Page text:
The ideal emergency preparedness food: Sprouts

The ideal emergency preparedness food: Sprouts

Emergency Preparedness, Food Storage, Healthy Eating, Self Sufficiency
Sprouts are THE ideal emergency preparedness food! Given the rapidity with which critical global events are unfolding, preparedness just makes good sense. The question isn't whether or not to be prepared - it is what to be prepared for? Earthquakes, nuclear accidents, tsunamis, power outages and gasoline shortages have been on this week's menu. Each, of course, has its own specific type of preparedness protocols. But, no matter what kind of unexpected event looms large, there is always a need for food. Food shortages could result from any of the aforementioned potential scenarios, as well as from any number of scenarios that I haven't mentioned. There are any number of ways to approach food shortage preparedness, but my preferred method is sprouts! Sprouts are, in my mind, the number one,…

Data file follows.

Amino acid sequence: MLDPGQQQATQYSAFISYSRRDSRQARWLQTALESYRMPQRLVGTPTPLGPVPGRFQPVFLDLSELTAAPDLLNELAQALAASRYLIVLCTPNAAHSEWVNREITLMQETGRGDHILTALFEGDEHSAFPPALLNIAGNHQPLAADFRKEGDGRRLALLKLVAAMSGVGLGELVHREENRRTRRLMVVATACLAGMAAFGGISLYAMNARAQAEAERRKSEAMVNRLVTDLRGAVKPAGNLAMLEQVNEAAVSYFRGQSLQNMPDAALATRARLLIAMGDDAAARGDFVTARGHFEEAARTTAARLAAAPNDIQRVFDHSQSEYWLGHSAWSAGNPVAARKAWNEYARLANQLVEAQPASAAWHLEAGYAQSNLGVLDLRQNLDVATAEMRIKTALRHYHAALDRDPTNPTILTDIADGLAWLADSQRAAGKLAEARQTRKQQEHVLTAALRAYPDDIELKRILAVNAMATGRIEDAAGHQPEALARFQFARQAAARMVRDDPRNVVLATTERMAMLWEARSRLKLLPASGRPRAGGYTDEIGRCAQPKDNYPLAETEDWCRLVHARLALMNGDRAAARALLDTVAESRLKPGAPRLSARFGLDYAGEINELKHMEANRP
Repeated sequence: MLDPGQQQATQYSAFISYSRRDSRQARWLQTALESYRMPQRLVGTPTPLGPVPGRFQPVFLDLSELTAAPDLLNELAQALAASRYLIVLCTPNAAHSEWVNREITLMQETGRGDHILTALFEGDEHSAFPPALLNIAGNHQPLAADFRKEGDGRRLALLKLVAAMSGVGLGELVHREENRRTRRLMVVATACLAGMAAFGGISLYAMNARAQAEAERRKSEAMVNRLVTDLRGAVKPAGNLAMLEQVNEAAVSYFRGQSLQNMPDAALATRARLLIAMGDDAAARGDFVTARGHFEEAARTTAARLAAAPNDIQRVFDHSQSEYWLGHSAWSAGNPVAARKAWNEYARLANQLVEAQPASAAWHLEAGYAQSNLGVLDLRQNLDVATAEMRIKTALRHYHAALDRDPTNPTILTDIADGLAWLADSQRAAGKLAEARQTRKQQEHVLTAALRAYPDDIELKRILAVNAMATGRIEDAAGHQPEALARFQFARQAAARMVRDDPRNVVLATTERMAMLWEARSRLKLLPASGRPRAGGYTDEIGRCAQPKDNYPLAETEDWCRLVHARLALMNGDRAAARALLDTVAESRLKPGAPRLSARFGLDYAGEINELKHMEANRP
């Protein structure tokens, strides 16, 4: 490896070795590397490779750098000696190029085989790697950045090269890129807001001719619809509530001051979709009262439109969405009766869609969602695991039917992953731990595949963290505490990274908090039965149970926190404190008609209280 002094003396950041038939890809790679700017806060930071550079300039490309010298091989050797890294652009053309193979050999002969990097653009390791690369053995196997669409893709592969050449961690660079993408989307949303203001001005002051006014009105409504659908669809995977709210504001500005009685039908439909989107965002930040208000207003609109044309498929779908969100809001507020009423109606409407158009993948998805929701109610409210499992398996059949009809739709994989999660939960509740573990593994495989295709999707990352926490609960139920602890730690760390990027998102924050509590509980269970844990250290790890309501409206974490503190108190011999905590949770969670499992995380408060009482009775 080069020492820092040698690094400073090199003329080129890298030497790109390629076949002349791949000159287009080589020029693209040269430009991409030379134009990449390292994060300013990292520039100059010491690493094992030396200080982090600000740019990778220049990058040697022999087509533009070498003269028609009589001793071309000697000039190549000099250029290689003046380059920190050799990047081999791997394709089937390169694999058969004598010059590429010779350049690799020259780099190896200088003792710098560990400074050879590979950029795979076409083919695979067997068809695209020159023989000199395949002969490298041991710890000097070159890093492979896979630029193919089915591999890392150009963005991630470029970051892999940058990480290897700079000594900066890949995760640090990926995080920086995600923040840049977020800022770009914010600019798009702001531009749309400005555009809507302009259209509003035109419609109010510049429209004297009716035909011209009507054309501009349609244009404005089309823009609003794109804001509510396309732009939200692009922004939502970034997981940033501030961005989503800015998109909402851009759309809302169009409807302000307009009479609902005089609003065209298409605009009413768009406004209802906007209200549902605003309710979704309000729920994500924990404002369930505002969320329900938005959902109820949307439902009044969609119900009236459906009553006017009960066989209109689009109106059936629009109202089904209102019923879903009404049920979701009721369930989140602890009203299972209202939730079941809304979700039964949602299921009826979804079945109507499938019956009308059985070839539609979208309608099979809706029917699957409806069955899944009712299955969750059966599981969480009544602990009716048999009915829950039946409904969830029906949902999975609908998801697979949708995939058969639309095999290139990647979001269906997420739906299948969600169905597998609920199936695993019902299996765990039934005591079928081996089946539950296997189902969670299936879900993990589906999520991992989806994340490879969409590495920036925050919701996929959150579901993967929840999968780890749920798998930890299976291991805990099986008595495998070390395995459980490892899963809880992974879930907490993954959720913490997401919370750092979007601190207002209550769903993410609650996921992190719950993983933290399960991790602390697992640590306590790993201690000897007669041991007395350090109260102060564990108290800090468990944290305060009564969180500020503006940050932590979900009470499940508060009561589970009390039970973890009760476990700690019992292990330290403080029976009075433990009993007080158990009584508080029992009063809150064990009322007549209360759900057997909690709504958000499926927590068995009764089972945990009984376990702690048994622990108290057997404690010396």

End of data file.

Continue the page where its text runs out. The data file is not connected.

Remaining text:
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Pre-Sprouting Seeds

Pre-Sprouting Seeds

Starting Seeds
Poor seed germination often results from planting in cold soil. Seeds presprouted between layers of moist paper towels may become successfully established when dormant seeds fail. But presprouted seeds are fragile to handle. A planting gel can be made by suspending presprouted seeds in a mixture of 1 tablespoon of cornstarch heated to a boilin 1 cup of water. When the mixture cools, put it in a plastic bag, add presprouted seeds, and stir gently to distribute seeds evenly. Then cut a small hole in the bottom of the bag and squeeze the gel out along the planting furrow. You have solved the problem of poor germination as well as plant spacing.
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Seed Stratification

Starting Seeds